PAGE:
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VSonic VC1000 Review

VSonic VC1000
Added Sep 2013
Details: VSonic’s second, more reasonably-priced dual BA earphone
MSRP: est. $159
Current Price: N/A (discontinued)
Specs: Driver: Dual BA | Imp: 50Ω | Sens: 105 dB (@500 Hz) | Freq: 20-20k Hz | Cable: 4.3′ L-plug
Nozzle Size: 4mm | Preferred tips: MEElec M6 Bi-flange tips
Wear Style: Straight down or over-the-ear
Accessories (3.5/5) – Single-flange (10 pairs), foam-stuffed (3 pairs), and bi-flange silicone tips, shirt clip, and soft drawstring carrying pouch
Build Quality (4/5) – The VC1000 utilizes a slim, straight-barrel form factor similar to the dynamic-driver VSonic VC02 and the pricier GR01. It lacks the detachable cables of the VC02 and removable filters of the GR01, but both of those features were poorly implemented so their exclusion is no big loss. The cable is smooth but on the thin side and lacks a sliding cinch. A bump on the inside of the right strain relief differentiates the left and right earpieces
Isolation (4/5) – Similar to that of the GR01 – good, but not at the level of an Etymotic monitor
Microphonics (4/5) – Cable noise is bothersome when worn cable-down but becomes low with over-the-ear wear
Comfort (4.5/5) – The housings are very slim and the variety of included eartips should allow the fit to work for anyone. The cable exits at an angle so those with smaller ears may have trouble wearing the VC1000 cable-up. The inclusion of a cable cinch would have helped in this regard
Sound (9.2/10) – The VC1000, like VSonic’s pricier GR01 model, is based on the popular TWFK dual balanced armature transducer from Knowles, and offers a balanced sound signature and overall performance on-par with the GR01. Its bass is tight and level, about even in quantity with the Fischer Audio DBA-02 mkII. Both depth and punch are good for a balanced-sounding BA-based earphone.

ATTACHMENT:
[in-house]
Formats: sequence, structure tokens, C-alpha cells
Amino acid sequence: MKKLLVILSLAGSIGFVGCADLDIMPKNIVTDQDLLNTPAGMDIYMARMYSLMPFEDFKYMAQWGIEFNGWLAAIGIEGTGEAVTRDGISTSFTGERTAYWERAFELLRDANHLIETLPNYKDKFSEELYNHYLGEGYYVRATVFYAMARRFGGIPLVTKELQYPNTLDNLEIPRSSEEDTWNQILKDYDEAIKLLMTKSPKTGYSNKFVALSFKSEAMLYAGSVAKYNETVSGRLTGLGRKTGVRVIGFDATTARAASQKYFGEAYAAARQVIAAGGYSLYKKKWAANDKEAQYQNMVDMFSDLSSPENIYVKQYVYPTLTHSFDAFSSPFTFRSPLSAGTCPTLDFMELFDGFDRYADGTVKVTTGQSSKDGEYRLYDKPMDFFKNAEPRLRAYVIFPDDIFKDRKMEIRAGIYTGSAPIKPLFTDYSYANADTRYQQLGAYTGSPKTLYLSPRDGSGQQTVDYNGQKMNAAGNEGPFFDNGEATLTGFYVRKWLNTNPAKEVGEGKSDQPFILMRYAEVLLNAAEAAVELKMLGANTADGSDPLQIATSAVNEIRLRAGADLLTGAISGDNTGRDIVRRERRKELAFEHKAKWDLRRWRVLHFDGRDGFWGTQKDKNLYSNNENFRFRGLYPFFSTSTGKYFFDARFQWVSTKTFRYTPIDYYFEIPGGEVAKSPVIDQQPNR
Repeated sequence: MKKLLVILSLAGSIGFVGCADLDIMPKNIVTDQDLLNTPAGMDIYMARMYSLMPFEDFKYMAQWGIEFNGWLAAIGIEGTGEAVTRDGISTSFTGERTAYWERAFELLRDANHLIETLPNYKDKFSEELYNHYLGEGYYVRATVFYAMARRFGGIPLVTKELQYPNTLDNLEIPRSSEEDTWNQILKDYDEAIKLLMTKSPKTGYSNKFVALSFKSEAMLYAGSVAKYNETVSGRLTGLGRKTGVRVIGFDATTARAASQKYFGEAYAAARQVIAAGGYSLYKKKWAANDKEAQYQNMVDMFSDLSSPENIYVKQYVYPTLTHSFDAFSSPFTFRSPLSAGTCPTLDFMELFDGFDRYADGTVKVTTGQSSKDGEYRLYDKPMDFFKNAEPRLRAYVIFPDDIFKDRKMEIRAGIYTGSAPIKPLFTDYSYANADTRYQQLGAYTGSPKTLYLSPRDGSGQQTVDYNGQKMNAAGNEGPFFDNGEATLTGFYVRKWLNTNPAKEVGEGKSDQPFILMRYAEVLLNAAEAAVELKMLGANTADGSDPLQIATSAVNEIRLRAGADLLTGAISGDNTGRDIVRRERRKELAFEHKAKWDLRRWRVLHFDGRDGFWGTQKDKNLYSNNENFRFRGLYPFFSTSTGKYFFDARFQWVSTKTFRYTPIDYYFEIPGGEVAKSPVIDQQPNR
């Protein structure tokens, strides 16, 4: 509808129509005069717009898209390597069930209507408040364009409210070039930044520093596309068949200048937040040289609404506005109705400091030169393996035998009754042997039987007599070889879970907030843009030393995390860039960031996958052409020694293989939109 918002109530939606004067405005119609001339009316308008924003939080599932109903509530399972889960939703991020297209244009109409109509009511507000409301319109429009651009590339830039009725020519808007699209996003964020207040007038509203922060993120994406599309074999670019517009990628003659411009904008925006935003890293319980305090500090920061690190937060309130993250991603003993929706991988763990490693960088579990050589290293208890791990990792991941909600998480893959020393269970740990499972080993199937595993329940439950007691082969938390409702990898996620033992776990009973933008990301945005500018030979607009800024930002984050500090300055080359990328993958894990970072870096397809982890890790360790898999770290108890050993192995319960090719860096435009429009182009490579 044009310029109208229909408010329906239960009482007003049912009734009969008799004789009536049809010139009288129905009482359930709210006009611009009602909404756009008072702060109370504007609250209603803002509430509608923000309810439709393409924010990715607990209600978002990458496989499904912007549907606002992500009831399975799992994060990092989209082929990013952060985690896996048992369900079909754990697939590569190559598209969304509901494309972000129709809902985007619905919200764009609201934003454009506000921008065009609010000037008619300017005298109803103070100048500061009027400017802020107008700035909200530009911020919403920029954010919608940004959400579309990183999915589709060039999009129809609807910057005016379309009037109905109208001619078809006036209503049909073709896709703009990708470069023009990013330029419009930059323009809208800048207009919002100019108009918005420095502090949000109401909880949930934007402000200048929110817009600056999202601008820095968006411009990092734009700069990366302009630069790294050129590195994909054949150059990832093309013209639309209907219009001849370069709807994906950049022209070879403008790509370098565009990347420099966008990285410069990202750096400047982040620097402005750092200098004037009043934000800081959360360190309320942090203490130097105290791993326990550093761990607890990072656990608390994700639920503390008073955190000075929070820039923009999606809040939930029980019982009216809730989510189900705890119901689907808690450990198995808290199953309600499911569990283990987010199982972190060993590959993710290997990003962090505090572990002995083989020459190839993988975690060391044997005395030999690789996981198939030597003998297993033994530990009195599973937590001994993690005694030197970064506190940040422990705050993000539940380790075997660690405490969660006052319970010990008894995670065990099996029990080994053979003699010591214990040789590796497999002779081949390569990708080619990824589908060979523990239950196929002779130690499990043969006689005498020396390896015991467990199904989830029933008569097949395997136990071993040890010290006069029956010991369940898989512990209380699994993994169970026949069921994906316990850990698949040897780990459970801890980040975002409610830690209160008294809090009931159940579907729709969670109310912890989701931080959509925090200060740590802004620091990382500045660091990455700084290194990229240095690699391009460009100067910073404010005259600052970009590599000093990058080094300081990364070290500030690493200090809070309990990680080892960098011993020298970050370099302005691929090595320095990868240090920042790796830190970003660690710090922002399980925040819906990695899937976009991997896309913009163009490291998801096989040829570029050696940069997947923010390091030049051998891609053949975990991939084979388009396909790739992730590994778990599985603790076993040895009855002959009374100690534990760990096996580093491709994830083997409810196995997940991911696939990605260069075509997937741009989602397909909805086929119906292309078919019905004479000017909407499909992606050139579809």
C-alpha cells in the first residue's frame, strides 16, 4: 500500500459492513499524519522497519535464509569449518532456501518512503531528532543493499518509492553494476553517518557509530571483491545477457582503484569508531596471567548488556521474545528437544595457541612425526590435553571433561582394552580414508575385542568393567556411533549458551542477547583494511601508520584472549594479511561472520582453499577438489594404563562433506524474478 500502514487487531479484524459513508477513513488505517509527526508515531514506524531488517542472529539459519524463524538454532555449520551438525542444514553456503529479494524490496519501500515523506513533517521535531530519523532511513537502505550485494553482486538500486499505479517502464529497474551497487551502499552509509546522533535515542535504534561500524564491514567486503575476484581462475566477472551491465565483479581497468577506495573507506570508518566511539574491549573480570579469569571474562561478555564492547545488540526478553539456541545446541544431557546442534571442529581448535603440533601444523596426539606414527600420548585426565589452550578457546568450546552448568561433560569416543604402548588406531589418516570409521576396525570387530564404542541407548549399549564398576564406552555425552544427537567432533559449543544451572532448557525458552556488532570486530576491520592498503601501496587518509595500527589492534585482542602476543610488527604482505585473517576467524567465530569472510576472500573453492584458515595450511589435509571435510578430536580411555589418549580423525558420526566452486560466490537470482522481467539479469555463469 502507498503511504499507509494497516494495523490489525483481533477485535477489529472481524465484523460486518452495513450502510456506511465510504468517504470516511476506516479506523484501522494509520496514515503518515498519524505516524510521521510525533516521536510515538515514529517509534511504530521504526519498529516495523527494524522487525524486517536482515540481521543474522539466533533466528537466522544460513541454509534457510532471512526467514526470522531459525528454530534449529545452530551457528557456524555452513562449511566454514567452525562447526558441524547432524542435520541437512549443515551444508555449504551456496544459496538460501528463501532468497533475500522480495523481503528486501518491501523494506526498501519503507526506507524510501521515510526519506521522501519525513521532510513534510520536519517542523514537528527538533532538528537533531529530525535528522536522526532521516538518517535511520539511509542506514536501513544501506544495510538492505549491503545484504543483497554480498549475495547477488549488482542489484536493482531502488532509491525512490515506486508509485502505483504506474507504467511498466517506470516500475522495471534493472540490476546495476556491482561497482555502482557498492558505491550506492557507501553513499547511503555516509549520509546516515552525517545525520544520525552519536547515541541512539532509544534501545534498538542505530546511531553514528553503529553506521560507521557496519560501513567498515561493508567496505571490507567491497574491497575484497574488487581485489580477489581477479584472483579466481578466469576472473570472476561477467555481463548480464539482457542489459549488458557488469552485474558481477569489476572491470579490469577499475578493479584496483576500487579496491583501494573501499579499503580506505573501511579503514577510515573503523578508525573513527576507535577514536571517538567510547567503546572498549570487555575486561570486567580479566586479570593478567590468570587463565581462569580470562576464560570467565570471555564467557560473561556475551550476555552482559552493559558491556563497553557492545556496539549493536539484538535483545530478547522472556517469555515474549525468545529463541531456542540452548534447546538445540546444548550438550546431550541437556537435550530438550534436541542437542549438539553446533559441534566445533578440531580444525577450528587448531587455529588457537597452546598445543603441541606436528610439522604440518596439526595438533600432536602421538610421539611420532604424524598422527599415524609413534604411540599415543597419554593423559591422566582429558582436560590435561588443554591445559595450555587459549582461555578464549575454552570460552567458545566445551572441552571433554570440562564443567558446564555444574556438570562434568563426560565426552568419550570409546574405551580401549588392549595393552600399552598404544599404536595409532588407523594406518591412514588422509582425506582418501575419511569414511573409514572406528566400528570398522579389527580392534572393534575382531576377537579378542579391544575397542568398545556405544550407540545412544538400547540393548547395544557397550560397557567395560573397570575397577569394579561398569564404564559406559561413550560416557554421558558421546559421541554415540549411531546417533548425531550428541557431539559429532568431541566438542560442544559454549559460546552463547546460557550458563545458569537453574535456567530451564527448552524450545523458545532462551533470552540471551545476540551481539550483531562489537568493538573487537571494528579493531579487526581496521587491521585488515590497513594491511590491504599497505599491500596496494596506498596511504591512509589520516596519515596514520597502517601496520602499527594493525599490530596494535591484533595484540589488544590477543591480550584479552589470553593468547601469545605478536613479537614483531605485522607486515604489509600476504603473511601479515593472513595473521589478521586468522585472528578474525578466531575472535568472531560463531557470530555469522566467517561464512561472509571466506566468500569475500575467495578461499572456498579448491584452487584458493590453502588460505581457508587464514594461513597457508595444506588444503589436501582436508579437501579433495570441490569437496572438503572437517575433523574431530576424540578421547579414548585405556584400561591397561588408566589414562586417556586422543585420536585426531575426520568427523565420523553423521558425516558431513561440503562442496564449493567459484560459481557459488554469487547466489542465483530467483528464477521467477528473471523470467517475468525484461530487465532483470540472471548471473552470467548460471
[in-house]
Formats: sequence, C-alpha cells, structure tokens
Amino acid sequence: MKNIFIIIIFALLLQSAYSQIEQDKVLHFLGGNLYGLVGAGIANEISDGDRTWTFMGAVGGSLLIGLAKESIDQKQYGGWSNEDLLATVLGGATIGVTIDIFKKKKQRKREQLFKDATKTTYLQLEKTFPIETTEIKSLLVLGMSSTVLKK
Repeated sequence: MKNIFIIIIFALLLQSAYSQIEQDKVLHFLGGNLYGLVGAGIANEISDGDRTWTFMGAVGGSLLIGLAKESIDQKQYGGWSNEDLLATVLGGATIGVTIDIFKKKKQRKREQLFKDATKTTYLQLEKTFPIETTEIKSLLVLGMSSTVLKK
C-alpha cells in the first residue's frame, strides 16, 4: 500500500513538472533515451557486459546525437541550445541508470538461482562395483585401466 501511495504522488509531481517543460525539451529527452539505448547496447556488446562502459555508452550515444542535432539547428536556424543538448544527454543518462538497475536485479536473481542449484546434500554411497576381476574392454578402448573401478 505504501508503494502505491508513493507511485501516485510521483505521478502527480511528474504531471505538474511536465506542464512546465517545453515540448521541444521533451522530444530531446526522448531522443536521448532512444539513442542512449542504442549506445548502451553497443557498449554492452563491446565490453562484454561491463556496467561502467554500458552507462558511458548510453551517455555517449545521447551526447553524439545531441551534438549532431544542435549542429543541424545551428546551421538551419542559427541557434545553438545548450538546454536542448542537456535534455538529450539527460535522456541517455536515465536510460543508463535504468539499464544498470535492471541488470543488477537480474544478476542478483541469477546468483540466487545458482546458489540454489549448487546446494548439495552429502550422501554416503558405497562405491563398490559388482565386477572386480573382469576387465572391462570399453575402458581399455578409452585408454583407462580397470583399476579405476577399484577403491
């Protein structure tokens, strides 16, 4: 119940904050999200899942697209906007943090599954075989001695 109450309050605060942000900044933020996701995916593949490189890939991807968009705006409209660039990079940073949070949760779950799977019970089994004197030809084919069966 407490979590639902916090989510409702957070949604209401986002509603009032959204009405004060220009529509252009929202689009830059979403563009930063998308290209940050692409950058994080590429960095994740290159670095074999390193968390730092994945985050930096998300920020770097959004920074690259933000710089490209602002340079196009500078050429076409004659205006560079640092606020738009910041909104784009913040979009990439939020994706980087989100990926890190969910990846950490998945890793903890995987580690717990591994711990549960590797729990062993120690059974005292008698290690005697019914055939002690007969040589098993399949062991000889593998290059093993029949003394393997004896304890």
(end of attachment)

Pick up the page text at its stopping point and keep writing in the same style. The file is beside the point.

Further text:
The midrange is likewise level and not clouded or veiled by the bass in any way. The VC1000 sounds a little warmer and fuller than the similarly-priced Rock-It Sounds R-50 and is again more akin to the Fischer Audio DBA-02 mkII and the VSonic GR01. Next to the R-50 its mids are thicker and more filled-in. It is still less warm and thinner-sounding than the dynamic-driver VSonic GR07, however, presenting its midrange in a decidedly BA-like fashion.
The top end of the VC1000 is a bit more forgiving compared to the DBA-02 and Rock-It R-50, again reminding me of the GR01. The R-50 especially sounds brighter and harsher in comparison unless modified with aftermarket eartips and an inline impedance adapter. The treble of the VC1000 is also a bit smoother and less sibilant than that of my first-generation GR07, and more refined and extended than that of the single-armature MEElec A161P.